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Whether your company has $5 million in annual sales or $5 billion, anything you can do to lower expenses and maximize budget dollars responsibly is positive.
In capital-intensive industries, a change in equipment finance structure can:
If your business encounters pressure on cash reserves, or you want new and creative opportunities to turn your treasury department into a liquidity generating machine, consider capital leasing.
Let's say your business needs to buy a big $50,000 machine to provide your core service and you have three options.
The three options are:
1. Buying the machine with cash
2. Using an equipment loan
3. Leasing the equipment
In all cases, there is a cost, or at least an opportunity cost, to use cash for purchases. Perhaps you need cash for upcoming debt payments, or maybe you want to keep spare capital for emergencies or acquisitions.
Whatever the reason, you may want to attain the asset without a significant cash outlay and that is where capital leasing comes in.
Capital leasing is comparable to buying with a loan. The lessor (the leasing company) pays for the equipment at the start of the lease, and the lessee (your business) makes monthly payments over the life of the contract. However, instead of expensing the monthly payment, only the interest portion is expensed.
Even though a capital lease may look and act like a loan at times, it can offer additional flexibility when structuring your payment and can offer unique end-of-term options.
Capital leases allow your business to acquire assets without a full-cost initial cash outlay, which can help preserve cash in the short term and can create smaller monthly payments over the lease's duration.
If you are looking to acquire a $50,000 asset, you can acquire it without spending $50,000 immediately.
Almost all commercial equipment loses value over time.
Investing into an asset class that will most likely lose value might not be the best tactic to maximize return on capital.
In addition, capital leases can offer unique benefits for structuring payments that effectively align with your cash flow needs.
Capital leases can help optimize cash flow when seasonal or up-front equipment investments are required to support bidding or preparation for new business.
Step-up, step-down and seasonal-payment arrangements are just some benefits that maximize cash flow when you need it most.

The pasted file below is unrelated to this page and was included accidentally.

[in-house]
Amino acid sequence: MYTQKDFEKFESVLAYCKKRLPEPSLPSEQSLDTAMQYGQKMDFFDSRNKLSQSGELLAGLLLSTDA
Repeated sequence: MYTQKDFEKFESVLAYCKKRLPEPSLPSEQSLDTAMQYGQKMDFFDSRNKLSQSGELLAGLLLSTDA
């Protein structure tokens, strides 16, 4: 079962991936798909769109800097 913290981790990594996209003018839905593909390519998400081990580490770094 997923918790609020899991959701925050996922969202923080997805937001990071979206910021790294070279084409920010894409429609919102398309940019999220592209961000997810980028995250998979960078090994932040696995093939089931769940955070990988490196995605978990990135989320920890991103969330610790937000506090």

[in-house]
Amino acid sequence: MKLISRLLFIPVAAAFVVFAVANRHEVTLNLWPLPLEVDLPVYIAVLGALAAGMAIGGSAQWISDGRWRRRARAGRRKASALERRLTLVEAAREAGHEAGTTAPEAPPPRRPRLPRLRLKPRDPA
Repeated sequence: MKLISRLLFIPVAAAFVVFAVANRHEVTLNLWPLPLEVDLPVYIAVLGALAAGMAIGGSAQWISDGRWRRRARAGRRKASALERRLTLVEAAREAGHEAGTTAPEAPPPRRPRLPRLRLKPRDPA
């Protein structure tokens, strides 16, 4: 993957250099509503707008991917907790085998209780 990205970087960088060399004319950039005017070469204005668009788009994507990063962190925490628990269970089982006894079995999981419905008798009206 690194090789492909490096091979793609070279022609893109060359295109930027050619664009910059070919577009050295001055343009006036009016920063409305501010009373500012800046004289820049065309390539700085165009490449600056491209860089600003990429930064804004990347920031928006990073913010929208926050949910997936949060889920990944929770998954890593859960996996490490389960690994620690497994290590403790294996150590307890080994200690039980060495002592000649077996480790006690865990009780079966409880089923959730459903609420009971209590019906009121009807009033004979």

Financial decision makers frequently receive capital expenditure requests without context pertaining to how equipment will be used.
For CFOs, some capital expenditure requests might appear as an abstract dollar figure and may lead them to decide on a simple loan or cash-supported investment strategy.
Executives should consider capital leasing if they:
Capital leasing offers structural flexibility that allows you to effectively match revenues with expenses.
Additionally, capital leasing can provide end-of-term needs that align with how equipment will be used, how long it will be used for, how it will be disposed of and when to restart the equipment's replacement cycle.
Addressing hidden operating costs with capital leasing can lead to significant long-term cost savings.
Capital leasing might not be a perfect fit for every company. It's one component of a larger equipment finance strategy.
If your company only views each acquisition as a transaction, you could be missing opportunities.
Learn more about PNC Equipment Finance's capabilities by visiting pnc.com/ef.
This article was prepared for general information purposes only and is not intended as legal, tax or accounting advice or as a recommendation to engage in any specific transaction, including with respect to any securities of PNC, and does not purport to be comprehensive. Under no circumstances should any information contained in this article be used or considered as an offer or commitment, or a solicitation of an offer or commitment, to participate in any particular transaction or strategy. Any reliance upon any such information is solely and exclusively at your own risk. Please consult your own counsel, accountant or other advisor regarding your specific situation. Neither PNC Bank nor any other subsidiary of The PNC Financial Services Group, Inc. will be responsible for any consequences of reliance upon any opinion or statement contained here, or any omission. The opinions expressed in this article are not necessarily the opinions of PNC Bank or any of its affiliates, directors, officers or employees.
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